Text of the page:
# Where Can I Find the Best Interest Rates?

Places to find interest rates. Try getting several quotes at the following places:

1. Get multiple quotes here, Enter State:

# How do I get Higher Interest Rates on My Savings Accounts?

One way to get more interest at your bank is to ask for it. Banks will often have two different rates for money market accounts or checking accounts or certificates of deposit. They have the regular rate and the promotional rate which is higher. Just go to the bank and ask if they will pay you the promotional rate. If you have a lot of money on deposit you have more influence at the bank and are more likely to get the higher rate. It doesn’t hurt to ask.

You can also ask someone to look over your accounts and see if you qualify for more interest. For example, I found out that I qualify for free checking because I keep at least \$1,000 in my checking account, I’m over 50 and I have my paycheck directly deposited in my checking account. I qualify for the free checking account, monthly interest on the money in may account, free checks, free money orders and free travelers checks. All this doesn’t amount to a great sum of money, but it is better than a poke in the eye with a sharp stick.

# What is the Formula for Calculating Compound Interest?

Where,
P = principal amount (initial investment)
r = annual interest rate (as a decimal)
n = number of times the interest is compounded per year
t = number of years
A = amount after time t

Just plug in the amounts and solve for A. Be sure to express the interest rate as a decimal.

Let’s say you put \$2,000 in a bank CD at an interest rate of 3.5% compounded quarterly. How much will you have after five years?

# What is Simple Interest?

Simple interest is earned or paid on the principal amount only. You don’t pay or get interest on your interest, just on the principal. Simple interest is not widely used in the world of business and personal finance. Mostly it is compound interest that is used. (see below).

There is a simple formula to figure out simple interest as follows:

I = Prt. Interest equals principal times the interest rate times the period of time.

Here’s an example. You borrow \$1,000 for a year at a rate of 6%. If you plug these figures into our formula, then here’s what you get: Interest = (\$1,000) X (.06) X (1). In English this is: Interest equals \$1,000 times 6% times one year. Your answer is \$60.

You may have to tweak the time element if it is not in increments of one year. For example, if you want to figure the interest for nine months instead of a year, then you would use .75 for the time component. If you wanted to figure the interest for a year and a half, then you would use 1.5 for the time component.

It doesn’t matter if this is simple interest you are paying (such as taking out a loan) or simple interest you are getting (such as investing in a bank CD), the simple interest is figured the same way. You just pay on the principal – the original amount borrowed or invested.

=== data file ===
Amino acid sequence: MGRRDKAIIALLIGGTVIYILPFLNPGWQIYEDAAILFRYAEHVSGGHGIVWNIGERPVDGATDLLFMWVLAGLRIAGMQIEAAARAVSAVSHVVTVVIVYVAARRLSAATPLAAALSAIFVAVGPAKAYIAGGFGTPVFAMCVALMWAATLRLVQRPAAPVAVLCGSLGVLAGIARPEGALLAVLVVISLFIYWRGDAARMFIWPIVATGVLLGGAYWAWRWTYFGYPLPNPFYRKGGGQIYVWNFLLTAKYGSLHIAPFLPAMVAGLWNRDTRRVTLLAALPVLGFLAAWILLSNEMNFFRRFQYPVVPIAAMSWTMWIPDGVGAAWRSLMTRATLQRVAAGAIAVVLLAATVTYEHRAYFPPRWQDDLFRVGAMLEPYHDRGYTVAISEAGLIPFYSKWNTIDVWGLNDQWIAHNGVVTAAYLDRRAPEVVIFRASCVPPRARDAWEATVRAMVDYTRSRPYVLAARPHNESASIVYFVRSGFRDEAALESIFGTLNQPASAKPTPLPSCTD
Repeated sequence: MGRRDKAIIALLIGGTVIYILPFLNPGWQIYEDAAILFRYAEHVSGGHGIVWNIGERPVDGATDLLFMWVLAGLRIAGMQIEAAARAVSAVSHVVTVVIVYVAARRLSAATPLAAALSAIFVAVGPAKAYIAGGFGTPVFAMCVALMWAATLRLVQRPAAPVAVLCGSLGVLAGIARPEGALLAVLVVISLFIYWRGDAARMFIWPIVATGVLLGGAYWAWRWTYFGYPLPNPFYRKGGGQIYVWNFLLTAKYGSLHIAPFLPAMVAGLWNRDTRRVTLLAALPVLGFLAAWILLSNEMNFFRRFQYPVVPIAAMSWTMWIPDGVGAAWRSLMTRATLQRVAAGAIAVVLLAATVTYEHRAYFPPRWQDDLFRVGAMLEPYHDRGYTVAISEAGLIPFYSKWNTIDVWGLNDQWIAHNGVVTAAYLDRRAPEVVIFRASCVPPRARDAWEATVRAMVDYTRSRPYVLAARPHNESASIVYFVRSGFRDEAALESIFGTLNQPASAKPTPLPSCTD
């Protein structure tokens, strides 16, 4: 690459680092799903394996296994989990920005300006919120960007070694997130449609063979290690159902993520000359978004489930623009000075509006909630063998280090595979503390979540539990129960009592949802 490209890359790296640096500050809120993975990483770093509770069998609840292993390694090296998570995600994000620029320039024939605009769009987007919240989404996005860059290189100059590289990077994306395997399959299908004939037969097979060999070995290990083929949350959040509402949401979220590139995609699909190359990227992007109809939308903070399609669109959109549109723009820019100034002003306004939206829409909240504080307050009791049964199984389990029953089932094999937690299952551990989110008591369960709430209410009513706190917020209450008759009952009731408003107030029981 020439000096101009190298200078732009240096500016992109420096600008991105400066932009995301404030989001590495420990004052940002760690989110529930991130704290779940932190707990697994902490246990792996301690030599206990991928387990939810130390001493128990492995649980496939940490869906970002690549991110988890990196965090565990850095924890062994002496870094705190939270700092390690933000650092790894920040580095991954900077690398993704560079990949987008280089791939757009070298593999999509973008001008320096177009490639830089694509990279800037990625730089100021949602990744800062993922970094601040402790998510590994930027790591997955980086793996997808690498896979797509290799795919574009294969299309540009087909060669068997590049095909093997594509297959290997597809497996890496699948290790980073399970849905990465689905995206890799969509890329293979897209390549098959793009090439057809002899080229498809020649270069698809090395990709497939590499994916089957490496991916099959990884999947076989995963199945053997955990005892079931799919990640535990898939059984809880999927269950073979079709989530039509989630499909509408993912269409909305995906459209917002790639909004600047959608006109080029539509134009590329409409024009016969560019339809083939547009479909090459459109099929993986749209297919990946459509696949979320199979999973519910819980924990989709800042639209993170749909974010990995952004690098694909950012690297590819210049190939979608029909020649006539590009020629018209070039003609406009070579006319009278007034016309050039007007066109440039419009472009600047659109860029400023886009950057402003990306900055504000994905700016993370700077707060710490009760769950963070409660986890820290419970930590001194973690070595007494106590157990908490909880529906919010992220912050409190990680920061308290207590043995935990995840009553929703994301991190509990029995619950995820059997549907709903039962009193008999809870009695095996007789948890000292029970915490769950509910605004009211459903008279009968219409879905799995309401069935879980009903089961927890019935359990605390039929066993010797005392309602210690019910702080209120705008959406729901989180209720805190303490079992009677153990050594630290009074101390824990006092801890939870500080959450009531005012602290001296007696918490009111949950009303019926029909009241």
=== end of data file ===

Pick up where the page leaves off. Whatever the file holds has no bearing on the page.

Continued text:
# What is Compound Interest?

Compound interest is when you get interest on your interest. It doesn’t matter if you are paying interest or earning interest, the concept is the same. Compound interest is the method widely used in business and personal finance.

Here is an example:

Let’s say you put \$1,000 in the bank at an interest rate of 4%. At the end of the year you would have \$1,040 (your original \$1,000 principal plus your \$40 interest). Now you start getting compound interest so at the end of the second year you would have \$1,082. Notice how you got more interest the second year? That’s because you got interest on your first year’s interest as well as interest on your principal. The amount you get in interest gets larger every year as you get interest on your interest. At the end of 10 years you would have \$1,480.24. Where did the extra \$80.24 come from? That’s the interest on your interest.

What happens if your interest is added to your principal more frequently, let’s say every month? In this case, there would be more interest because you would start getting compound interest at the end of each month instead of at the end of the year. The compound interest would grow faster.

What happens if the interest is added (compounded) every day? The interest would grow faster yet. That’s why it’s important to find out how frequently the interest is compounded. The more frequently interest is compounded, the more interest there is. It doesn’t matter if you’re paying interest or earning interest, compound interest is the usual method of figuring, and this makes interest grow faster.

# What is the Difference Between APR and EAR?

APR (annual percentage rate) is the simple interest rate for a year.

EAR is the APR plus fees. Thus EAR is the actual rate that is paid when all fees are taken into account.

Wikipedia has a lengthier explanation.

# What is APY?

APY is the Annual Percentage Yield, and is similar to APR. Except APY refers to interest you get instead of interest you pay. It is a way for the investor to determine the actual rate of return and compare different investment products.

Here is an example:
One bank is offering certificates of deposit paying 6%. Another bank is only offering 5.9%. Which is the better deal? It depends on the APR which they must reveal to you.

It seems the first bank is not compounding the interest. It is only paying simple interest of 6%, so at the end of the year you have \$106. The second bank is compounding your interest monthly, so at the end of the year you have \$106.06. The first bank had an APY of 6%, but the second bank had an APY of 6.06%. Not a vast difference, but you see the concept. Over a period of many years, these small differences can add up, and that is why knowing your APY is important.